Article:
Sunday December 05, 2021

How Unicef, AI, other global reports endorse Imran’s view against obscenity

April 11, 2021

By Ansar Abbasi

ISLAMABAD: “The objectification and sexualization of girls in the media are linked to violence against women and girls worldwide,” says a 2021 Unicef report.

In 2019, Amnesty International reported, “Despite being among the top-ranking countries in the world in terms of gender equality, the four Nordic countries (Denmark, Finland, Norway and Sweden) have disturbingly high levels of rape, and survivors of sexual violence are being failed by their justice systems.”

According to the UN Crime Trend Statistics 2013, the UK has the highest incidence of rape, followed by the US and Brazil. “In absolute terms, the US has the most rape cases globally. Brazil is second on this measure, followed by India,” Times of India reported in 2018.

The World Population Review’s rape statistics by country 2021 ranks the following ten countries with the highest rape rate: South Africa, Botswana, Lesotho, Swaziland, Bermuda, Sweden, Suriname, Costa Rica, Nicaragua and Grenada.

The above reports are just a few examples that point out the relevance of what Prime Minister Imran Khan said about obscenity and crimes against women and children. These reports also show the high incidence of rape cases in countries like the US, UK, India and in large parts of Europe, and Africa. On the contrary, there is hardly any mention in this context of any of the Muslim countries.

Prime Minister Imran Khan spoke against obscenity and urged upon the need for promoting purdah to check rape cases against women and children.

His statement has been given an altogether different meaning by certain elements in the media and those representing civil society and human rights organisations.

Khan has repeatedly urged upon the need of checking the spread of ‘the Hollywood and Bollywood culture of obscenity’ in Pakistan in order to ‘save the country’s family system and socio-religious values.’

Unicef’s issued a report titled ‘Not An Object: On Sexualization and Exploitation of Women and Girls’ on January 11, 2021. While referring to a report by the American Psychological Association (APA) on the sexualization of girls in the media, Unicef found that girls are depicted in a sexual manner more often than boys; dressed in revealing clothing, and with bodily postures or facial expressions that imply sexual readiness.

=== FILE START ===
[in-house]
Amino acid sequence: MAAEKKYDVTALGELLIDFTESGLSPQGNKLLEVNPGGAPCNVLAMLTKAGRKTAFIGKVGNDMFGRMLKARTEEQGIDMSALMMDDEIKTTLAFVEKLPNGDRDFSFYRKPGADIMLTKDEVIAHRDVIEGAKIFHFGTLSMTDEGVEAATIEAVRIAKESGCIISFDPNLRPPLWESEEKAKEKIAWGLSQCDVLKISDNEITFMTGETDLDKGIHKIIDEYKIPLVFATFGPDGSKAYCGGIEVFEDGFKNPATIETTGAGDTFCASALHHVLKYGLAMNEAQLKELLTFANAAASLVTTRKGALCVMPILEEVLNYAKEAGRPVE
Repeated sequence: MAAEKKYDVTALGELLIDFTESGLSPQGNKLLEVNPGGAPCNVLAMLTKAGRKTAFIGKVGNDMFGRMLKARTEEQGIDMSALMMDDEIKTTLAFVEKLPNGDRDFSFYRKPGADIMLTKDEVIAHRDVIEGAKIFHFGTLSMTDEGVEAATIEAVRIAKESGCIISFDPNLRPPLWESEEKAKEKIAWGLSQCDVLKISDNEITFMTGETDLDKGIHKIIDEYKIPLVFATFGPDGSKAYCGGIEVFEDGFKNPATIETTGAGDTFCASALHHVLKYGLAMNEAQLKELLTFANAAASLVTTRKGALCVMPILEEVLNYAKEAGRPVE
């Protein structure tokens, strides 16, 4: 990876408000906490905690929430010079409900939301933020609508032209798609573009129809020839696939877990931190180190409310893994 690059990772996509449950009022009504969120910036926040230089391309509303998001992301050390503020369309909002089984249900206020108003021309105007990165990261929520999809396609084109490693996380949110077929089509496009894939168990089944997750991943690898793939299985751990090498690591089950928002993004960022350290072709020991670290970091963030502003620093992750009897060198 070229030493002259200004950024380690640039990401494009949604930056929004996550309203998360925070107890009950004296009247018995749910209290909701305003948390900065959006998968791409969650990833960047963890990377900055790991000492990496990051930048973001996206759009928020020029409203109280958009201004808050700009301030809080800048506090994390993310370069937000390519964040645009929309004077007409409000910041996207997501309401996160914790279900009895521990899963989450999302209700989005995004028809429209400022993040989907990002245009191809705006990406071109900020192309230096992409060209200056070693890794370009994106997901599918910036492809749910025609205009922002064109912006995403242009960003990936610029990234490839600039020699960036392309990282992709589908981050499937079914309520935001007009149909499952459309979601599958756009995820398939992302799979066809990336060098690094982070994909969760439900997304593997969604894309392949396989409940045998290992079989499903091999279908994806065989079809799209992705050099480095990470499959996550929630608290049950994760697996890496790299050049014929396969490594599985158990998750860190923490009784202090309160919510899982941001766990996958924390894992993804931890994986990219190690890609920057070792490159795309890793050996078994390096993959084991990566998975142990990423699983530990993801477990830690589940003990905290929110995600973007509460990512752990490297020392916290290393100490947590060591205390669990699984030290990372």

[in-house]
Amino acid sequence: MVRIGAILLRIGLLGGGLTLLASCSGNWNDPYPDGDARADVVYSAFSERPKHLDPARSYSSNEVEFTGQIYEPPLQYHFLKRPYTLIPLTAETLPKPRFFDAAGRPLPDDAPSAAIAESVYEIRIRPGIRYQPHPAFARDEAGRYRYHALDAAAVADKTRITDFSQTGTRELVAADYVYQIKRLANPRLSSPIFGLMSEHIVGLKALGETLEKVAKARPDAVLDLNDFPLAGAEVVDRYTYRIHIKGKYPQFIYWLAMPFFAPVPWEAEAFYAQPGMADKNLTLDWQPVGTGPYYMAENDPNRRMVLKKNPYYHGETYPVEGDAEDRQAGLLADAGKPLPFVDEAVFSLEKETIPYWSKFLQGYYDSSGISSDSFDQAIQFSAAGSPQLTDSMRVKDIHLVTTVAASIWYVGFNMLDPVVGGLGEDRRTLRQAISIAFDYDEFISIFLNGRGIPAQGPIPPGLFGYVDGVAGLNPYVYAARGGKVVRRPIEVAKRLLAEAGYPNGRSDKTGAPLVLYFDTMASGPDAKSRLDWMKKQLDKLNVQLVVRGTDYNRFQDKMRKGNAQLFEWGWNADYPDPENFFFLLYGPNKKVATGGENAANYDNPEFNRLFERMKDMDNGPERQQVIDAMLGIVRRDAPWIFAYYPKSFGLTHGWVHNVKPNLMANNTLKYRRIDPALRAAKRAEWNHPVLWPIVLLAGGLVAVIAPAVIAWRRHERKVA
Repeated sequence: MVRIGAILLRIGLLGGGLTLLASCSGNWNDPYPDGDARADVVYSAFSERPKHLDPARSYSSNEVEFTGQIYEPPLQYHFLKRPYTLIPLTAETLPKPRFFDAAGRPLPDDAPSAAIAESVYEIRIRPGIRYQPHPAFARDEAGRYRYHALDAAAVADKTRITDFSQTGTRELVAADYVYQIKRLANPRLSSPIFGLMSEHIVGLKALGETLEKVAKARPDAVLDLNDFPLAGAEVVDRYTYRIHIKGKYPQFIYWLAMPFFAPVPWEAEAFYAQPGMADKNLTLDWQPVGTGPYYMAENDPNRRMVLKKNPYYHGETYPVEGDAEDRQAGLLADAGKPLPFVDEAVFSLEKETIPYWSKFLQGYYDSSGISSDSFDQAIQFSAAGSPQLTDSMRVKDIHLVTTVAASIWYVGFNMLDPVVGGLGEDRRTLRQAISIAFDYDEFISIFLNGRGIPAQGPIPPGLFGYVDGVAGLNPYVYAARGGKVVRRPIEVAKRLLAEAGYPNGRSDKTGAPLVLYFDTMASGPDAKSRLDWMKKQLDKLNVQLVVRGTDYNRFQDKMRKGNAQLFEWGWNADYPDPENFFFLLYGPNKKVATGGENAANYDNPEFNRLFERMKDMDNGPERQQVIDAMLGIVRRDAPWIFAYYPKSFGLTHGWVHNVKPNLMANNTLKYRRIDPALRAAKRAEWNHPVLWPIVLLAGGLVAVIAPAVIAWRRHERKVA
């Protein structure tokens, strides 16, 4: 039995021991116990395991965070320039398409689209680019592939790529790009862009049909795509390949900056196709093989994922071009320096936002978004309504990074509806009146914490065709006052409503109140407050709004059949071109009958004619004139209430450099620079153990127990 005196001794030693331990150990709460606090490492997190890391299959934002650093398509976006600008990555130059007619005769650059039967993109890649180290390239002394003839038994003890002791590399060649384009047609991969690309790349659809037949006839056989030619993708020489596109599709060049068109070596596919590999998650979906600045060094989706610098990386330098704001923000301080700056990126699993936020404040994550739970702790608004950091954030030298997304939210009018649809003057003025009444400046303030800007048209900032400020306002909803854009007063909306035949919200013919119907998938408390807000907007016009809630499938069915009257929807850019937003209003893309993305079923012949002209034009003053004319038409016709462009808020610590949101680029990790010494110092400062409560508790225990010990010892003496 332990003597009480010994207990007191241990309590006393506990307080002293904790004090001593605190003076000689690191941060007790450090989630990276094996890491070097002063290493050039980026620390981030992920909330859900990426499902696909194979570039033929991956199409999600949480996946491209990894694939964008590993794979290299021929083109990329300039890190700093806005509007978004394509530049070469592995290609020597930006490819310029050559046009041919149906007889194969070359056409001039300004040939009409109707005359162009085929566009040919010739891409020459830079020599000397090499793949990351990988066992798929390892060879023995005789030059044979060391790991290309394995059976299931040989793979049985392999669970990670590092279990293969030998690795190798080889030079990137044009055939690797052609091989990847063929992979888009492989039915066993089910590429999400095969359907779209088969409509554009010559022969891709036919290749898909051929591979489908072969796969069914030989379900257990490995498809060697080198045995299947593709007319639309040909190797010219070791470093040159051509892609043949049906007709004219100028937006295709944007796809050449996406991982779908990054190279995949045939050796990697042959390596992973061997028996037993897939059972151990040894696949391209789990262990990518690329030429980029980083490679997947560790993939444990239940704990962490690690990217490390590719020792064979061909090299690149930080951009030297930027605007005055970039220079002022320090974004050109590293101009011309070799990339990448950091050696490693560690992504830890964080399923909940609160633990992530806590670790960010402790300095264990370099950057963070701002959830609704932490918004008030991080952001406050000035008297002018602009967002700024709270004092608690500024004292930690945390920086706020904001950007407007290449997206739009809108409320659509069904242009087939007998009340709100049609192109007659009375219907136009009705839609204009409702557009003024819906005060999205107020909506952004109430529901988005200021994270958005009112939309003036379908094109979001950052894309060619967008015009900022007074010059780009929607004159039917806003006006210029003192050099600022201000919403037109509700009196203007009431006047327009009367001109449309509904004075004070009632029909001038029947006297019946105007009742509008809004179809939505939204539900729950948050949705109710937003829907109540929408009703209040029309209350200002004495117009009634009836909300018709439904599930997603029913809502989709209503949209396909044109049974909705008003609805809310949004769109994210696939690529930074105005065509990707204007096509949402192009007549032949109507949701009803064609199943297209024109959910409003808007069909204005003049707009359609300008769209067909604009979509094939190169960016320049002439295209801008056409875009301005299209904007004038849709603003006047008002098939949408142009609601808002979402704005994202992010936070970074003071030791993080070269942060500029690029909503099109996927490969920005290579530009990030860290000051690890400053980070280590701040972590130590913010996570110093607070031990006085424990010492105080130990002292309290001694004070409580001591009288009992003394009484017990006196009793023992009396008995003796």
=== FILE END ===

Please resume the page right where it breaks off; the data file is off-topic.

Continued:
“In a study of the print media, researchers at the Wesleyan University found that on average, across 58 different magazines, 51.8 percent of advertisements that featured women portrayed them as sex objects. However, when women appeared in advertisements in men’s magazines, they were objectified 76 percent of the time,” read the report.

It said, “Every 10 minutes, somewhere in the world, an adolescent girl dies as a result of violence. Nearly one in five girls is sexually abused at least once in her life. In the United States, 18 percent of girls report that by age 17 they have been victims of a sexual assault or abuse at the hands of another adolescent.”

According to the Amnesty International 2019 report, the four Nordic countries, which are referred to by many as role models in terms of women’s rights and a low crime rate, have been found to have a disturbingly high level of rape cases because of their failed justice systems.

The Amnesty International report states: “Despite being among the top-ranking countries in the world in terms of gender equality, the four Nordic countries (Denmark, Finland, Norway and Sweden) have disturbingly high levels of rape, and survivors of sexual violence are being failed by their justice systems.”

“It is a paradox that the Nordic countries, which have strong records of upholding gender equality, suffer shockingly high levels of rape,” Kumi Naidoo, Amnesty International’s Secretary General was reported as saying.

The report also spoke about unreported cases and said: “Social stigma and a lack of trust in the justice system often mean that women and girls fail to report attacks, and those that do are frequently failed by callous and prejudiced justice systems or outdated laws.

One survivor told us she would never have reported her rape if she had known how she would have been treated, and her story is typical in justice systems which are stacked against rape survivors.”

According to the report, every year around 50,000 women in Finland experience sexual violence, including rape. Most of those responsible for these crimes are never brought to justice. In 2017, only 209 convictions were secured for rape.

According to the report, Norwegian authorities have not taken the necessary measures to prevent rape and other forms of sexual violence or to address the consequences when such crimes occur. Prevailing and erroneous myths about rape make it hard for rape victims to report the crime to the police or to seek medical help. They also influence the way rape cases are handled by the criminal justice system.

Many rapes are not reported to the police, but even those survivors who do turn to the police face a lengthy and often flawed process.

In the case of Sweden, the report says that despite the large number of rapes, there are very low prosecution rates in the country with only 6 percent of cases involving adults resulting in prosecution in 2017.

Low prosecution and conviction rates affect confidence in the justice system.

It added that rape in Denmark is hugely under-reported and even when women do go to the police, the chances of prosecution or conviction are very slim. Of the 24,000 women found by a recent study to have experienced rape or attempted rape in 2017 alone, just 890 rapes were reported to the police. Of these, 535 resulted in prosecutions and only 94 in convictions.